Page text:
Turkish President Recep Tayyip Erdogan bolstered his image as a petty little tyrant Thursday by declaring that he will reject Finland and Sweden’s applications to join NATO, hindering the West’s efforts to stand up against Vladimir Putin’s aggression.
Worse, the Turkish threat inspired tiny Croatia to also declare opposition, though that’s likely just an effort to win some sort of bribe from other members.
In the wake of Russia’s war on Ukraine, the Swedes and Finns both abandoned their decades-long policies against entangling alliances, military or political.
It was a recognition that the world has changed: It’s no longer possible to see NATO as a tool of US imperialism while post-Soviet Russia no longer leads any kind of power bloc (but sadly is well on its way to rogue-nation status).
And both Finland and Sweden have been edging closer to NATO, cooperating on multiple fronts. “This is a good day at a critical moment for our security,” NATO Secretary-General Jens Stoltenberg said the day before the Turkish announcement. “Every nation has the right to choose its own path.”
Erdogan’s gripe is actually his own demand for a bribe: He wants the Swedes and Finns to end what he calls their support for “terrorist organizations,” chiefly the Kurdistan Workers’ Party, or PKK, and lift export bans on certain arms sales to Turkey.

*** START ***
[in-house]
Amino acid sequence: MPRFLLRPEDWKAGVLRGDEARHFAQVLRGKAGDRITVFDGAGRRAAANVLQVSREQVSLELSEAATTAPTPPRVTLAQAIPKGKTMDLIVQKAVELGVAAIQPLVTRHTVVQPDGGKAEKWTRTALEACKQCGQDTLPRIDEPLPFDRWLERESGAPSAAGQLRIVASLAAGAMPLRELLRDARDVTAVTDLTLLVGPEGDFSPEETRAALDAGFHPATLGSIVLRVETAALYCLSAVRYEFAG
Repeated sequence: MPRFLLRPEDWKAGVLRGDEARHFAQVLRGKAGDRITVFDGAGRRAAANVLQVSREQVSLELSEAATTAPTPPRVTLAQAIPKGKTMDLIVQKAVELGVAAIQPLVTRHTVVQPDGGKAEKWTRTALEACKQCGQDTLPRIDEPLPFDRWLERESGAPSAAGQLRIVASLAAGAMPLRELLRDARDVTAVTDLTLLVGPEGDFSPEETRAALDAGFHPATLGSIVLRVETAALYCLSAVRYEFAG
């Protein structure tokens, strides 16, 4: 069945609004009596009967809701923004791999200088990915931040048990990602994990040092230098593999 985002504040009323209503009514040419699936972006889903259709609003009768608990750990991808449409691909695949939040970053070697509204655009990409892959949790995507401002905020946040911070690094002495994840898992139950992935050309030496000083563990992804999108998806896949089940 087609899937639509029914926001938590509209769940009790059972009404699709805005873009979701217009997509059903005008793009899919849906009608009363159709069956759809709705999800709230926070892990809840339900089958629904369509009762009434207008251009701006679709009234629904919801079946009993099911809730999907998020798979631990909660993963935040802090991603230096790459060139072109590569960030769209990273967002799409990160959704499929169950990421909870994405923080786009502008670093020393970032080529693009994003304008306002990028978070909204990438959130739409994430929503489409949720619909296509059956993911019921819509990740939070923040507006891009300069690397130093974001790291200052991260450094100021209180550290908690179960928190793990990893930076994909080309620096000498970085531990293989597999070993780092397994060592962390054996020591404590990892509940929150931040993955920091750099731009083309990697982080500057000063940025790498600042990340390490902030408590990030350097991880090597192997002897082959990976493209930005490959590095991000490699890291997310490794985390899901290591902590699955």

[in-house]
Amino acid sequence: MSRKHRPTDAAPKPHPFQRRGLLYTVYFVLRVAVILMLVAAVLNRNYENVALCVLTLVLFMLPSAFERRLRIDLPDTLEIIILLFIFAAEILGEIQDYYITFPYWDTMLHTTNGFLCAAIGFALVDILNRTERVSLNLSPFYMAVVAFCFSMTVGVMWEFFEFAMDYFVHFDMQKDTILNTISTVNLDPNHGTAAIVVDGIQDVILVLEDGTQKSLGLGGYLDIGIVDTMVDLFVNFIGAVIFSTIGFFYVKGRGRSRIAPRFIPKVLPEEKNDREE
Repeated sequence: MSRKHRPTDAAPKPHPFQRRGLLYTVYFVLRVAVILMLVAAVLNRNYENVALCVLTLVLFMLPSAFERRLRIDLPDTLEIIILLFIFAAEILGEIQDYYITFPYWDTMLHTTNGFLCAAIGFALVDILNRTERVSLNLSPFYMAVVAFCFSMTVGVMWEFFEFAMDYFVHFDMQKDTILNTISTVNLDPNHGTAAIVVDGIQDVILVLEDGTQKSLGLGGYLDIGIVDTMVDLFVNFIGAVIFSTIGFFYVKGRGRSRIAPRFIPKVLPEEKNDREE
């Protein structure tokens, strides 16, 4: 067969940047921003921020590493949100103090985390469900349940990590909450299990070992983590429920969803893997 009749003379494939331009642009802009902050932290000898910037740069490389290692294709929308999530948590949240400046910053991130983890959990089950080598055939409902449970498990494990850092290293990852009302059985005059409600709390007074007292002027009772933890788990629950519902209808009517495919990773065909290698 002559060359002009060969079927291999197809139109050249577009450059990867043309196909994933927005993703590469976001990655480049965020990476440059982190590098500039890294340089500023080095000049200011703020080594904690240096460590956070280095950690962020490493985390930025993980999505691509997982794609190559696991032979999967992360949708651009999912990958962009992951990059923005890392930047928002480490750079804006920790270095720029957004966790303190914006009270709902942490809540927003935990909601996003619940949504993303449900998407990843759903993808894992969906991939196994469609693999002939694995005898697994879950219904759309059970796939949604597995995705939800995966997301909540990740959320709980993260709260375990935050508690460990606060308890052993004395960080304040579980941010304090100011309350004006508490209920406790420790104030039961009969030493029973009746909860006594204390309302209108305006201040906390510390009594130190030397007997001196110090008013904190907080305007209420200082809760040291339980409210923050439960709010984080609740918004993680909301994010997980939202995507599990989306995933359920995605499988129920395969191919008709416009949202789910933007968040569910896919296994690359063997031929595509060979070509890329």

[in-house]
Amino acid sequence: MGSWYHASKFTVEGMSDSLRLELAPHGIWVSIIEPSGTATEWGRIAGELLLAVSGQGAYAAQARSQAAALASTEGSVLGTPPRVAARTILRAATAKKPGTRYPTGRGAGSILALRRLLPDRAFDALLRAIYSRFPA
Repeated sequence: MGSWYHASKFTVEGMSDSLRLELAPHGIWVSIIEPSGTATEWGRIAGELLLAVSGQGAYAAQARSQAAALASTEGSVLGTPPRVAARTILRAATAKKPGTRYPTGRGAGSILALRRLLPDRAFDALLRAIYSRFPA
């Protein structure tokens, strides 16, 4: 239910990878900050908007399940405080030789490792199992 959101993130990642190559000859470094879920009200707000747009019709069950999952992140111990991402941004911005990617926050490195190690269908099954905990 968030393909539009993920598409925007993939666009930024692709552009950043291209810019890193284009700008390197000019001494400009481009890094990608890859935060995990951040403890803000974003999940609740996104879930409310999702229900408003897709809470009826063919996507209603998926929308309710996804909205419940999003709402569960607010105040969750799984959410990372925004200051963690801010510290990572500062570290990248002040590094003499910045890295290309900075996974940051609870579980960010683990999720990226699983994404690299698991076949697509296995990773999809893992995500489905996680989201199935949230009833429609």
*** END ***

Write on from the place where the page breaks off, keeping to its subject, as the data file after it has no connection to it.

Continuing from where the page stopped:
In fact, the two nations have simply offered support to the Kurdish-led Syrian Democratic Forces, which do cooperate somewhat with the PKK (because beggars can’t be choosers). Ironically, Erdogan early in his tenure actually neared peace in Ankara’s decades-long struggle against the PKK in Turkey, before his imperialist/Islamist ambitions reopened the conflict.
That is, his insistence that the rest of NATO respect Turkey’s “national security” is really about demanding a free hand for policies deeply at odds with core Western beliefs, including Stoltenberg’s “Every nation has the right to choose its own path.”
“NATO’s enlargement is meaningful to us to the extent that it respects our sensitivities,” Erdogan insists. But increasingly Turkey is the odd man out.
Top Swedes and Finns will meet with President Biden to discuss a path forward; greater bilateral cooperation with most of NATO is a sure thing. Too bad Biden lacks the chops to compel a “yes” from Turkey, and so is sending Putin yet another message that the West will never get its act together.